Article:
Students work in pairs when they moderate discussions. They are not required to do the assignments for the unit they moderate, but they are expected to be prepared to lead the discussion on the topic. Each student moderates once per semester, and I have found (based on observation and student surveys) that having students moderate has the following benefits:
- A variety of feedback—Students have told me that they like different types of feedback, it’s like having multiple instructors in the course.
- More conversation—I do notice that often there is more conversation. Students say they feel less inhibited because it’s not Dr. Thormann who’s asking them a question. Although when I moderate the discussion I try to be very open and ask them probing questions, it’s still Dr. Thormann. Several students said that having classmates moderate is less intimidating. One wrote, “It levels the playing field.”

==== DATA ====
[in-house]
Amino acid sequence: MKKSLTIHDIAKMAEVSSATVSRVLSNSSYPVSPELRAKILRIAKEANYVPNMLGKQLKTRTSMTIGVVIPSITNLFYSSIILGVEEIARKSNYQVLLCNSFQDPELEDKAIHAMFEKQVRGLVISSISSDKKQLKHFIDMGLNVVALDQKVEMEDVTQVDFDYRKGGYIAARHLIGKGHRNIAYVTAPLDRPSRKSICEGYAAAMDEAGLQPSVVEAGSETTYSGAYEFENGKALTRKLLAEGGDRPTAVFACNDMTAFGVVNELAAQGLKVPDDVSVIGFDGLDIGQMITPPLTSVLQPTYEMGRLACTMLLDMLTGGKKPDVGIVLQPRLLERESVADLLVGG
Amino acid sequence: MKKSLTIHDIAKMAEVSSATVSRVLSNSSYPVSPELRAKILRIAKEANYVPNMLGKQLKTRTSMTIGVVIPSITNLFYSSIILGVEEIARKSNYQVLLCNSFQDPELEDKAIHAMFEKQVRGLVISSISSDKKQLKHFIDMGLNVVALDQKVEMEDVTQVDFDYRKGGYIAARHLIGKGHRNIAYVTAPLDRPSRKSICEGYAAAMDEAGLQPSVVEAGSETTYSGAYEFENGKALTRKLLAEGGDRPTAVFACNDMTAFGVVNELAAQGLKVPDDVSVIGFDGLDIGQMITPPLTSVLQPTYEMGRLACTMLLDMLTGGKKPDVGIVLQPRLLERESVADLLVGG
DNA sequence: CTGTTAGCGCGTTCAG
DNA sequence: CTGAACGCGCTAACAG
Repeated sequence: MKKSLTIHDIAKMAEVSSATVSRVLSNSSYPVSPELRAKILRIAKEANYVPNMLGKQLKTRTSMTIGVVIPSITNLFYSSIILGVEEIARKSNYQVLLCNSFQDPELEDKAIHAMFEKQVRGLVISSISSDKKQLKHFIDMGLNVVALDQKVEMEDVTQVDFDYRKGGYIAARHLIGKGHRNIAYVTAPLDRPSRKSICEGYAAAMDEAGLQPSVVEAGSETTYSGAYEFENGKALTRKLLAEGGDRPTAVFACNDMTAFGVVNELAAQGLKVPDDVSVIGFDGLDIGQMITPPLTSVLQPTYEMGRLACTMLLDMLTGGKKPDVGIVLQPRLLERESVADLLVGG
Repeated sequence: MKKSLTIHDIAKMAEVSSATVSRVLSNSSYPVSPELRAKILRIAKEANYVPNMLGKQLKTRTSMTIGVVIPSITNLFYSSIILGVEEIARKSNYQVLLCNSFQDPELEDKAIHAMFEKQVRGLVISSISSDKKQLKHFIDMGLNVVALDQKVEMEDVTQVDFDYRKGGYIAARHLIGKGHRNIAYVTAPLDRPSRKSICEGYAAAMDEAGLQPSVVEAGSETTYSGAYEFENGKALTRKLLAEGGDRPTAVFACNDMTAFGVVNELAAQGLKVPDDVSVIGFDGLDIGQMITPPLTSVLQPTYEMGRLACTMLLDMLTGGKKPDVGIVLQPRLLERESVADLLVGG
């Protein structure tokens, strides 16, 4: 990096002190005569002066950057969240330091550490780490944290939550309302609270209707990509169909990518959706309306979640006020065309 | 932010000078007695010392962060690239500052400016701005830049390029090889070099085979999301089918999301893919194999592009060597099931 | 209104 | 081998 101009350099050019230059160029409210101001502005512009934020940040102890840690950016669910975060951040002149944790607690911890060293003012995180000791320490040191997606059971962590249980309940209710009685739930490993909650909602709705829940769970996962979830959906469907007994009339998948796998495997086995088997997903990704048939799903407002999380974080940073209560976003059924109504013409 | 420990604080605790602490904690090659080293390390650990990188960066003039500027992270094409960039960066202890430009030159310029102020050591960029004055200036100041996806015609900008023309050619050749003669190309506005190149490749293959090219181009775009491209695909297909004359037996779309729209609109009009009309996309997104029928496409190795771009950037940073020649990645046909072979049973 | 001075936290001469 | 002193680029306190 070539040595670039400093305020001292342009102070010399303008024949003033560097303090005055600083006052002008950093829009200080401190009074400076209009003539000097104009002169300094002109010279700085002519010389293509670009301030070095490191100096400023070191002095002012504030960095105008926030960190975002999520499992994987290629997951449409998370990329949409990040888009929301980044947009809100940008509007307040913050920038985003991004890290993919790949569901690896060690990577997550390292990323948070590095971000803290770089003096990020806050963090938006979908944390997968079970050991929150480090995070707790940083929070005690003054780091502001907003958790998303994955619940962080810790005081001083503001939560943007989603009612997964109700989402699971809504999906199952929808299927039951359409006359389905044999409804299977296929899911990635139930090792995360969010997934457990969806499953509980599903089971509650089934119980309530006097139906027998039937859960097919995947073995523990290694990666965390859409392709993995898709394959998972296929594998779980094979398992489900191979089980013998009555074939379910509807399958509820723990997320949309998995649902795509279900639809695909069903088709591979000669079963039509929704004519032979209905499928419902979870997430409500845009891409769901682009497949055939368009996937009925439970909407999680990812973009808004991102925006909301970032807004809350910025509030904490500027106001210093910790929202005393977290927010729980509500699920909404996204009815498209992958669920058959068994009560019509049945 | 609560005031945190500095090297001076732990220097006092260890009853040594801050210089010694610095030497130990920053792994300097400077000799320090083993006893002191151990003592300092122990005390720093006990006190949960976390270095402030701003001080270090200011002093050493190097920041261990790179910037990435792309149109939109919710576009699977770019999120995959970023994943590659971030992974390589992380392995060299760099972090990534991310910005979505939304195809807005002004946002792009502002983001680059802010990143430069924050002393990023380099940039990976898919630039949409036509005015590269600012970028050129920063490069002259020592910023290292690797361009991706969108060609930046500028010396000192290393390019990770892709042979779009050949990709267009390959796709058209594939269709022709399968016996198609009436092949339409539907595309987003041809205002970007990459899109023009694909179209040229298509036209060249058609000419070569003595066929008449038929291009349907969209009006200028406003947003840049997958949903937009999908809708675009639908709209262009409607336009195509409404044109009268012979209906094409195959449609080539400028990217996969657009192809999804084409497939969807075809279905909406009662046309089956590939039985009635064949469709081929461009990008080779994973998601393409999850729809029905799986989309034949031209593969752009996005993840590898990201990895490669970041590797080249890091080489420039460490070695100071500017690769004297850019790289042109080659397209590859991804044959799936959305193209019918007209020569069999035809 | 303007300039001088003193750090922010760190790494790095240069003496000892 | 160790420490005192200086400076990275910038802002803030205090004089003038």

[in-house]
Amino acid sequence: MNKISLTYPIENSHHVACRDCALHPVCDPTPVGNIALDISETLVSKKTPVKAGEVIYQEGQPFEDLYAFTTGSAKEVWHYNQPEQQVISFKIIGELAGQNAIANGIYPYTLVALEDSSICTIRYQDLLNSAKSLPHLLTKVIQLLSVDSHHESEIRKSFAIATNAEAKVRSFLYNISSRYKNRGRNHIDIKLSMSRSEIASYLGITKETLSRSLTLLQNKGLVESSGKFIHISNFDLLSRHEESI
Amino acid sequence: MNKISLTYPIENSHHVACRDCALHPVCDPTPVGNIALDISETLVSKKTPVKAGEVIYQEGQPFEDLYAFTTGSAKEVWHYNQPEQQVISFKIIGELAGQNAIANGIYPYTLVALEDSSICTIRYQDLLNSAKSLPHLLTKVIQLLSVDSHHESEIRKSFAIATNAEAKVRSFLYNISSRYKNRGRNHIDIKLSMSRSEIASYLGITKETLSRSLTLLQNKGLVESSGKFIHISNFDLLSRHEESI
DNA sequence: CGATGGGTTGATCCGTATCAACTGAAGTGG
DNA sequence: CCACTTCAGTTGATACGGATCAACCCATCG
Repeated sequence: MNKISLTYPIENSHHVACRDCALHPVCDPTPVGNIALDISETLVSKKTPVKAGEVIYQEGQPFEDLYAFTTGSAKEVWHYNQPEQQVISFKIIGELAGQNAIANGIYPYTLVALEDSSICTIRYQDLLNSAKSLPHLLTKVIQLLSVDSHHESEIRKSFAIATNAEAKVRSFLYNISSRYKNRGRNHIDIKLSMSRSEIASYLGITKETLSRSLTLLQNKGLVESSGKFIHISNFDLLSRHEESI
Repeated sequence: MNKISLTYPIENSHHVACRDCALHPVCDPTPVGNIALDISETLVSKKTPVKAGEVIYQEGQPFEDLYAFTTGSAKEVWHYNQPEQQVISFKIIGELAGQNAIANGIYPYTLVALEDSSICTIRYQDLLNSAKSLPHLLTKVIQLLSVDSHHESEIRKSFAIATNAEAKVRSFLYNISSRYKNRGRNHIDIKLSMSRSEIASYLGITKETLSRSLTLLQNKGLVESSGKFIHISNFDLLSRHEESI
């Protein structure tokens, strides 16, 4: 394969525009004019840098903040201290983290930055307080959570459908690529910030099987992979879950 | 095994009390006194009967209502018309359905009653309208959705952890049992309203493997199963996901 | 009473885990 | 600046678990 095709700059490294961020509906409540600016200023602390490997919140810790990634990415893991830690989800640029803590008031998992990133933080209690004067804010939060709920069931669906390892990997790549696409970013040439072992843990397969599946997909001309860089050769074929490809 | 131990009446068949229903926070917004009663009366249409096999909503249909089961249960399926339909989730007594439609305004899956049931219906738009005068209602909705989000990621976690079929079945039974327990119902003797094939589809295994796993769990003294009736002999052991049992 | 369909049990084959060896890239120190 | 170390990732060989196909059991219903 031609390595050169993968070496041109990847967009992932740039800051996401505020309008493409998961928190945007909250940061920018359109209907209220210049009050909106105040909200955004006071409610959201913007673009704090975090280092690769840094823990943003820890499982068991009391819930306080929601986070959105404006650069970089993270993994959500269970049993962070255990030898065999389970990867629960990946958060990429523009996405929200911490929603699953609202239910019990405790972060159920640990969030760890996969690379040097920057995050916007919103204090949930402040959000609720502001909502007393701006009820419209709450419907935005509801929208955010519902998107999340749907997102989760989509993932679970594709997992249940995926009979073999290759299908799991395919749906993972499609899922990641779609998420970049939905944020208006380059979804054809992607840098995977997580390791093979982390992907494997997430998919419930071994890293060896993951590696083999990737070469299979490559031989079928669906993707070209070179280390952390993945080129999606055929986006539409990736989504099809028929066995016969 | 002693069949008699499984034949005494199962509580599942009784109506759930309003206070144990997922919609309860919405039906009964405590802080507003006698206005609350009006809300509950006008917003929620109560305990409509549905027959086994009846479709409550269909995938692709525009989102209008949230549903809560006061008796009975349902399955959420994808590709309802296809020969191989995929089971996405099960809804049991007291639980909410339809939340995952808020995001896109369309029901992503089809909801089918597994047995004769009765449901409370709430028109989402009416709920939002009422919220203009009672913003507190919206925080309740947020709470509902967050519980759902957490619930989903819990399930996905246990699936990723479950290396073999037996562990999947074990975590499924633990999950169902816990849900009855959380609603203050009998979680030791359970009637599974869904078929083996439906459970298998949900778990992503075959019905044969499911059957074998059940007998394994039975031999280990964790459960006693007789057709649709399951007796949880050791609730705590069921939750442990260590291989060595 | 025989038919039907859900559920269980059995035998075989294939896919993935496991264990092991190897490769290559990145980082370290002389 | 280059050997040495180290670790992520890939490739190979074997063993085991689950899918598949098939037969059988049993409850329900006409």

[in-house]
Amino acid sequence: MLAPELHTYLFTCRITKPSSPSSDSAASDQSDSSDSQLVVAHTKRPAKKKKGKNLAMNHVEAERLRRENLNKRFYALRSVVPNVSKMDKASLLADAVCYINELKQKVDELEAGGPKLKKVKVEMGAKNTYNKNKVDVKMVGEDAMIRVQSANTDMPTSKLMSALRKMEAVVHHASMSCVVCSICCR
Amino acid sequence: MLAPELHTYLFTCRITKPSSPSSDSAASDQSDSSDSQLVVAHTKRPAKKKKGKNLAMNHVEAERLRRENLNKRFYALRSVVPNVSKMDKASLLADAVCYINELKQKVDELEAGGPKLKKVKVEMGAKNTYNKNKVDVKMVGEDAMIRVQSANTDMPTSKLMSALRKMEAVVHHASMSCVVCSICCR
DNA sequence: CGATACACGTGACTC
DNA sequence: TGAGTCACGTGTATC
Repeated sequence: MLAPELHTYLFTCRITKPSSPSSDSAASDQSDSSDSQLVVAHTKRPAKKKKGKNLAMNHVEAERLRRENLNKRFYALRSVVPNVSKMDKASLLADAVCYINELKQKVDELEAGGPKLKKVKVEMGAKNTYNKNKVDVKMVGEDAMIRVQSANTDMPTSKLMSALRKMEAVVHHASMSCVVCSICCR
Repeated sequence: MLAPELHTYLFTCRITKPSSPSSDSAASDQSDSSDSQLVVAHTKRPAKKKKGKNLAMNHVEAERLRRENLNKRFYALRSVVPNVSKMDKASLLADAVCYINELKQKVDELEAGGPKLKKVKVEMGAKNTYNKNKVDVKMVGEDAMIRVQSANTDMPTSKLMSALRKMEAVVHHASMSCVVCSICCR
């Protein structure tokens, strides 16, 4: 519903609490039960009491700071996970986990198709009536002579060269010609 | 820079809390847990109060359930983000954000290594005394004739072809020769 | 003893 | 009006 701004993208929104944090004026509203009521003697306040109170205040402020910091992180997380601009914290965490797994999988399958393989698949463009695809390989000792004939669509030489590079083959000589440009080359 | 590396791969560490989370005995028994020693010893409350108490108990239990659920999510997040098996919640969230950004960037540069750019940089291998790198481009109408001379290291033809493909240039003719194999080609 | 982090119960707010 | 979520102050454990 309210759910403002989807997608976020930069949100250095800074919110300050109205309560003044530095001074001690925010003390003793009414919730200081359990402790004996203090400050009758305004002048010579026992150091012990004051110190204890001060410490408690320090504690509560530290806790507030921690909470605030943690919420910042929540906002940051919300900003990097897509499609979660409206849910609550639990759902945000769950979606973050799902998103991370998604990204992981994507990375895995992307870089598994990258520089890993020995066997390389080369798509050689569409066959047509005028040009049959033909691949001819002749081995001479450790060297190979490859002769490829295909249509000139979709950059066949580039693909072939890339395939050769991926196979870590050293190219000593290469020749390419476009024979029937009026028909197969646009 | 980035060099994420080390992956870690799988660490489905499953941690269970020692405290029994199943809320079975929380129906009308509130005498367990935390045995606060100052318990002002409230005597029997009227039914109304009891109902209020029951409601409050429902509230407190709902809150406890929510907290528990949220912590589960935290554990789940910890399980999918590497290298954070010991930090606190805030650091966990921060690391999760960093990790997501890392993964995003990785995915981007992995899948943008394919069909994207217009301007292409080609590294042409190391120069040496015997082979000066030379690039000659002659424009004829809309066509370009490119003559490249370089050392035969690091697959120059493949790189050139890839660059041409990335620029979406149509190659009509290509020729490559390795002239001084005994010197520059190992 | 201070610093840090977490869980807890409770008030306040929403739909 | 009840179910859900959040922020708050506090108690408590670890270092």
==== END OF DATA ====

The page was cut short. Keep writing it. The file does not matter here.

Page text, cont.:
- Students take ownership—Some students mentioned that they like to guide the direction of the discussion so it becomes more their class. It gives them the responsibility to shape the discussion and bring it to where they want it to go.
- Good citizenship—If everyone’s moderating they know that they’re going to be in the same boat at some point. They want to be good citizens so that their classmates will also participate when their turns come.
- Improves communication—Some students have stated that moderating stretches their communication skills, prompts them to be good listeners, and forces them to concentrate more on the discussion.
- Moderators see the big picture—Students have said that they grasp the knowledge of the subject better when they moderate than when doing the ordinary assignments. They get to see the big picture. They get to observe their classmates in a different way.
- Gets students to read all the posts—The hard and sad fact is that not all of my students read every posting except when they moderate. That’s where they get the depth, and my guess is that if they moderate and find it gratifying, they start to read more in subsequent discussions.
Limitations of Having Students Lead Discussion Boards